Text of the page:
Computer versus hand: the writing conundrum


A couple of weeks ago, my entire AP World History class was doing a mock Long Essay Question, or LEQ, that was meant to prepare students—those who were taking the AP exams—for what to expect when writing the essay required in the AP World test. A few weeks later, I was in my AP Language and Composition classroom, writing an analytical essay that was also meant to prepare me for the essay I would have to write when doing the AP Lang exam. The difference between these two preparation examinations is that one was done by hand and the other by computer.

Even before COVID-19 shut down schools, online learning had been on the rise with several institutions providing optional online courses to students who were incapable of attending in person. Things like language apps, video conferencing, and virtual tutorials were used. Even the notorious SAT and ACT—which have always been done by hand—are transitioning into the virtual world with college administrations announcing online SATs as soon as 2023 for international students and 2024 in the US.

In the eyes of schools, virtual learning is expanding the horizons of education far from the classic days of paper and pencil. But, does that mean virtual learning is better than learning by hand?

But, does that mean virtual learning is better than learning by hand?

Well, in the eyes of demographics, not really. Access to virtual learning can be difficult for low-income families since online students require a computer and constant Wi-Fi connection. At least 25% of students who come from disadvantaged backgrounds do not have access to the requirements to proceed in online education. Writing materials, on the other hand, are easily accessible and affordable for disadvantaged students and provide a method of transcription not dependent on connection or battery.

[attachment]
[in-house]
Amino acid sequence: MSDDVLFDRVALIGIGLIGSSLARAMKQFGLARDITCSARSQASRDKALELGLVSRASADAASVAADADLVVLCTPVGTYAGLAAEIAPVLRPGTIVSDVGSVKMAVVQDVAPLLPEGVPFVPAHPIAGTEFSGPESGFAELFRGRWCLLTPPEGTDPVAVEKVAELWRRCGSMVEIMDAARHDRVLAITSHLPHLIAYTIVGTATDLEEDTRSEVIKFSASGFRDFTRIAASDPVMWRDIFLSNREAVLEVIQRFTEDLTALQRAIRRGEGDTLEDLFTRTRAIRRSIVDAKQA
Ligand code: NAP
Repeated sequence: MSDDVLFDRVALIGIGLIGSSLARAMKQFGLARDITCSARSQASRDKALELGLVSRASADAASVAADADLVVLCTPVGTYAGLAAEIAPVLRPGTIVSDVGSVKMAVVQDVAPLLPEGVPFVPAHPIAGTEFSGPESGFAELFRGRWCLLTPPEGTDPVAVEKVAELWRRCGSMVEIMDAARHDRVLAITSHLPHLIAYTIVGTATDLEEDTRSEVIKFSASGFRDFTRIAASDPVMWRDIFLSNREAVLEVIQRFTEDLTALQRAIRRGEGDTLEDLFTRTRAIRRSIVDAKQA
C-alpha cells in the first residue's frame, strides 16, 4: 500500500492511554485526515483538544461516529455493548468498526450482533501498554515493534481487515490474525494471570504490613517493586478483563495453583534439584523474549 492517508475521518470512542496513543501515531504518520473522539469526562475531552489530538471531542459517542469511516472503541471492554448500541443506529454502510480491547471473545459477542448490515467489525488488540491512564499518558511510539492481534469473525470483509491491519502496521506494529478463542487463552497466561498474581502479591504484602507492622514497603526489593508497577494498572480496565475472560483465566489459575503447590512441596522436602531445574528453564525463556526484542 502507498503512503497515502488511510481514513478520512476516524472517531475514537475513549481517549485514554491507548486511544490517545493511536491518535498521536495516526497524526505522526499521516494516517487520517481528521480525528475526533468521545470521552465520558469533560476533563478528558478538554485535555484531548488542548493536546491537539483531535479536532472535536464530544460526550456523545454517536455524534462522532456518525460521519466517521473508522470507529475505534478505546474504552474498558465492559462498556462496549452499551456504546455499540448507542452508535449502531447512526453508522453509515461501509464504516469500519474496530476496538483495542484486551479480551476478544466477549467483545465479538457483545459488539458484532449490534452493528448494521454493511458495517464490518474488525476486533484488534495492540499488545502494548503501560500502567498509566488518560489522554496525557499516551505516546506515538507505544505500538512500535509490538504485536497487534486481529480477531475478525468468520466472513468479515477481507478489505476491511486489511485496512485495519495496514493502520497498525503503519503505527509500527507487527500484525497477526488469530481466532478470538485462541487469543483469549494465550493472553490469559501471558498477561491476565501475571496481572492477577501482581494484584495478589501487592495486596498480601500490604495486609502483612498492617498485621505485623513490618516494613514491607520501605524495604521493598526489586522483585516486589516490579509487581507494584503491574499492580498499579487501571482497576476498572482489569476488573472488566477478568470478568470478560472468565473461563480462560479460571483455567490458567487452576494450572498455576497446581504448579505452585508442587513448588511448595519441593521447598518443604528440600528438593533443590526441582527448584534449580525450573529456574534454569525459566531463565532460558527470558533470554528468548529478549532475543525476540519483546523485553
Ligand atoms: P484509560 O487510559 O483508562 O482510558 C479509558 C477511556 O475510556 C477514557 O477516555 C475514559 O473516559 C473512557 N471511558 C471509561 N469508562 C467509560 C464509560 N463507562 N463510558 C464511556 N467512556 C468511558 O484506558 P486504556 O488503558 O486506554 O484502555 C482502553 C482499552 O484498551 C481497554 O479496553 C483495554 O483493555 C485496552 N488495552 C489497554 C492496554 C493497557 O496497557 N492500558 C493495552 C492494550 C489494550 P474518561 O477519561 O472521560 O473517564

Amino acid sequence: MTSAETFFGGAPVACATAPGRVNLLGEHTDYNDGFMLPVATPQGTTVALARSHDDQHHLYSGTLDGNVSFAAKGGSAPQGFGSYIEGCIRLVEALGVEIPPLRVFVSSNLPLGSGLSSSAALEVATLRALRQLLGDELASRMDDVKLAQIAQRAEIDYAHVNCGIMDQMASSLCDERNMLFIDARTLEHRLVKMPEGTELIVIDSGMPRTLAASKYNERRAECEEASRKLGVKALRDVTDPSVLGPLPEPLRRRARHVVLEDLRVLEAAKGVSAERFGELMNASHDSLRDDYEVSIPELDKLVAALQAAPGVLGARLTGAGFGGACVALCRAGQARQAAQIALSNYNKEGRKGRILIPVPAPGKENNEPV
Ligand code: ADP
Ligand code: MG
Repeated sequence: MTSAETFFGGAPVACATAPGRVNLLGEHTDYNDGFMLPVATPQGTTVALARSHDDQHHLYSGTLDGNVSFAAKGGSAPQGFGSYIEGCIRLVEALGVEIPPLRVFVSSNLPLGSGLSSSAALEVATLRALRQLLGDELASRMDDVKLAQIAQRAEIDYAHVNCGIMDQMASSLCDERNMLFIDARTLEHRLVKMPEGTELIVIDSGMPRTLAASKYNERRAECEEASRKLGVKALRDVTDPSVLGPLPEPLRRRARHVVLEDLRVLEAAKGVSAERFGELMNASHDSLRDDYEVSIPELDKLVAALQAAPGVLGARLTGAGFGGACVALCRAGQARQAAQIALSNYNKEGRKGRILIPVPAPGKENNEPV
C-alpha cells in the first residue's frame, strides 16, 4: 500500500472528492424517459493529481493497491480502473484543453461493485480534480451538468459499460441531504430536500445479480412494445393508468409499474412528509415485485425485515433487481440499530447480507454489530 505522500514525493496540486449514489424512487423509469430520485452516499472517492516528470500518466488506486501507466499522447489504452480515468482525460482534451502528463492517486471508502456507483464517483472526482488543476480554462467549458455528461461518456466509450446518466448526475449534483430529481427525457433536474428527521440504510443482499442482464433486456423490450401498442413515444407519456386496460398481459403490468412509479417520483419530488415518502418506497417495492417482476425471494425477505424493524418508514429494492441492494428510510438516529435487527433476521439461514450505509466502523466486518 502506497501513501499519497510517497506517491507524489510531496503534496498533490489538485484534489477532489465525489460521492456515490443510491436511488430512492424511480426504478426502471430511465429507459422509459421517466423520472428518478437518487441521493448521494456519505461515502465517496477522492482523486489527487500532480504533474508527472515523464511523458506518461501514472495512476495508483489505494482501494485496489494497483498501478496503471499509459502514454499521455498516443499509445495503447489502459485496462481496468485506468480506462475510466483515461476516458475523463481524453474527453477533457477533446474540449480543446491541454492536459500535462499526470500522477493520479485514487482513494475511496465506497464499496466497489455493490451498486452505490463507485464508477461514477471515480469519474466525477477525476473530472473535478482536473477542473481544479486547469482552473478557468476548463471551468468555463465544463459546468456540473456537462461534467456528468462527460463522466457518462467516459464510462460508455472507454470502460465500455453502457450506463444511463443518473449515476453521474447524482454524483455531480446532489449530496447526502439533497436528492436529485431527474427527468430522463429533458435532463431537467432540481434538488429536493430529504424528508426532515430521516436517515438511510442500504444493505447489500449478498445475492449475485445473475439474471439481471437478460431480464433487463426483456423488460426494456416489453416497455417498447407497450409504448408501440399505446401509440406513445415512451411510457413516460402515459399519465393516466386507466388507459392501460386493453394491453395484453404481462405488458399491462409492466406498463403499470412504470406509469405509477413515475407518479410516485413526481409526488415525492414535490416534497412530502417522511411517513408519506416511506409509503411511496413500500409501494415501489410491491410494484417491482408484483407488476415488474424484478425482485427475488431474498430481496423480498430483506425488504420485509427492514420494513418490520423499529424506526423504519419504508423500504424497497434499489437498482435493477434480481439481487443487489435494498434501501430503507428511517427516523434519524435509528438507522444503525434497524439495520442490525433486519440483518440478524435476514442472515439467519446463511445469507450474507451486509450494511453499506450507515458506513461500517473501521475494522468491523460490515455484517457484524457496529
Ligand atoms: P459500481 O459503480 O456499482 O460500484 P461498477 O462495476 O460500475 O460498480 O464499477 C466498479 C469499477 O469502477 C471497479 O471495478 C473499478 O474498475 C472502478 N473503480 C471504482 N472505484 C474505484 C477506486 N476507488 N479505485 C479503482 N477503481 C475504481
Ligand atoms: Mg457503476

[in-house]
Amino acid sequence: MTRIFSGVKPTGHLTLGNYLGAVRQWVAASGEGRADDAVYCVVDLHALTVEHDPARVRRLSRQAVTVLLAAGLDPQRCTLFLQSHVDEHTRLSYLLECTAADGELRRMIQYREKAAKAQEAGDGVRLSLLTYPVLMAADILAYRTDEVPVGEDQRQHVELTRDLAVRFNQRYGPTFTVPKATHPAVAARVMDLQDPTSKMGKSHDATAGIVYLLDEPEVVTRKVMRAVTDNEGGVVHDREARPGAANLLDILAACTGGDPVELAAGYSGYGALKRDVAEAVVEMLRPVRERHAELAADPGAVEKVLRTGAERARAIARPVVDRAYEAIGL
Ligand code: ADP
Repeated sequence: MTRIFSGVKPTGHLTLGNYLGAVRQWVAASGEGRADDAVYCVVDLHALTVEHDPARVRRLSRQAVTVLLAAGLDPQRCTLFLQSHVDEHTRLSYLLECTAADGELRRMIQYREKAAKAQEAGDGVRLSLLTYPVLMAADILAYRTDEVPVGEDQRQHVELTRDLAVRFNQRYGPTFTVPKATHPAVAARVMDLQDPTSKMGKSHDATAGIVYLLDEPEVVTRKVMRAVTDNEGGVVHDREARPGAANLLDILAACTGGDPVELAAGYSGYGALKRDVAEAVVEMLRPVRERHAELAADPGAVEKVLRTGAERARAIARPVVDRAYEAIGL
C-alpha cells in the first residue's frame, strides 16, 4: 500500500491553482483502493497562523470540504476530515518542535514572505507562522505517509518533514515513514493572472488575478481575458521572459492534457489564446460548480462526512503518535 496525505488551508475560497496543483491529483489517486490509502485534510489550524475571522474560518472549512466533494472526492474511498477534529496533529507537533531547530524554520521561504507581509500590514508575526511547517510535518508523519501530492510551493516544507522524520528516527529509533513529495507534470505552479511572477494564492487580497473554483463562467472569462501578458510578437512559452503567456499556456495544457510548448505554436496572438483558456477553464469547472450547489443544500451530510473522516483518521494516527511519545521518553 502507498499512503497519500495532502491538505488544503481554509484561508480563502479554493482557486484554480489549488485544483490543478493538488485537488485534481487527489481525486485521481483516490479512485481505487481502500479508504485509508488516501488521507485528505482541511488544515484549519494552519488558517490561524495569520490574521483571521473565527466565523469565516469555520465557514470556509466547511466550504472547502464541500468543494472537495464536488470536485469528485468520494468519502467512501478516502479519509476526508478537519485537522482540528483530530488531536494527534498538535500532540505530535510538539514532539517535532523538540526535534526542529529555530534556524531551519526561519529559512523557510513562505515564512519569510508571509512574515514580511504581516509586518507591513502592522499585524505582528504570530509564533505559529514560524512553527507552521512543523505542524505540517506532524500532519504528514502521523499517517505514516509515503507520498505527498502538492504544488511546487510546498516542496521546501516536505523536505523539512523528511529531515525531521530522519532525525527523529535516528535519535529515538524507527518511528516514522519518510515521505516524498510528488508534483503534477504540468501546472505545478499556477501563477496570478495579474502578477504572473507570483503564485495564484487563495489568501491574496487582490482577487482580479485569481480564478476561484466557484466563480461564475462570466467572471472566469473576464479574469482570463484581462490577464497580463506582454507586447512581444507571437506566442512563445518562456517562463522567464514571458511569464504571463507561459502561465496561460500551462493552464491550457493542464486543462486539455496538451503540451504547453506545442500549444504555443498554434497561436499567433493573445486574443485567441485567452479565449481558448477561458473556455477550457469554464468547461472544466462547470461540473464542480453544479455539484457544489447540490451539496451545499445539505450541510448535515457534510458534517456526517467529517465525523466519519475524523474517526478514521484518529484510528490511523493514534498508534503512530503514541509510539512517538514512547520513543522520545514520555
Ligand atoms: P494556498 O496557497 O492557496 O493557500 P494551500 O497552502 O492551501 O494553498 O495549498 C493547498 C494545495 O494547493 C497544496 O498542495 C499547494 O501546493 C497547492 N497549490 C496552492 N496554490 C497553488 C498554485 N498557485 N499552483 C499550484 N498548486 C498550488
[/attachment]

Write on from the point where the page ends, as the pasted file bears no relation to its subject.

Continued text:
Accessibility also provides a key question in whether schools should switch to digital or stay on paper. Writing requires the students to come in person to transcribe the lessons onto paper or for students to get sent packets relaying information. Digital, however, allows students to learn anywhere in the world as long as they can get a connection. 

But, the main argument of the computer- versus hand-learning predicament schools now face is whether or not students learn the material online as well as they would have in school.

Studies found that students who attend in-person learning can remember up to 50-60% of what they learned when writing down material on paper. According to Science News for Students, this is because drawing letters and taking notes long-hand provokes more cognitive thought in the brain since it has to think about the sounding of words and watch the shapes of the letters. 

Digital writing requires less cognitive thought on notes since letters are already imprinted into the database of the computer. All that the students need to do is press the corresponding letters onto the keyboard and, voila, you have your notes. Even apps like Grammarly make taking notes easier, as the writer doesn’t need to think about spelling words wrong since they’ll be corrected.

However, writing in the classroom takes up more time for the students since they have to process the information given to them by the professor on paper. Digital, in contrast, allows students to imprint words faster than it would normally take to write them out; so, while it’s harder to retain information, there are still more notes that students can get down.

Because of the massive defects and profits writing by digital or hand can bring—as seen above—many teachers and schools struggle to decide whether or not they should fully commit to either; it’s truly a writing conundrum.

The best option schools have, for now, is to mix both methods to provide students with the most well-rounded and inclusive learning they can get. Where digital or physical writing effectiveness is concerned, the only one who can truly answer which is more beneficial is the individual who uses both: the student.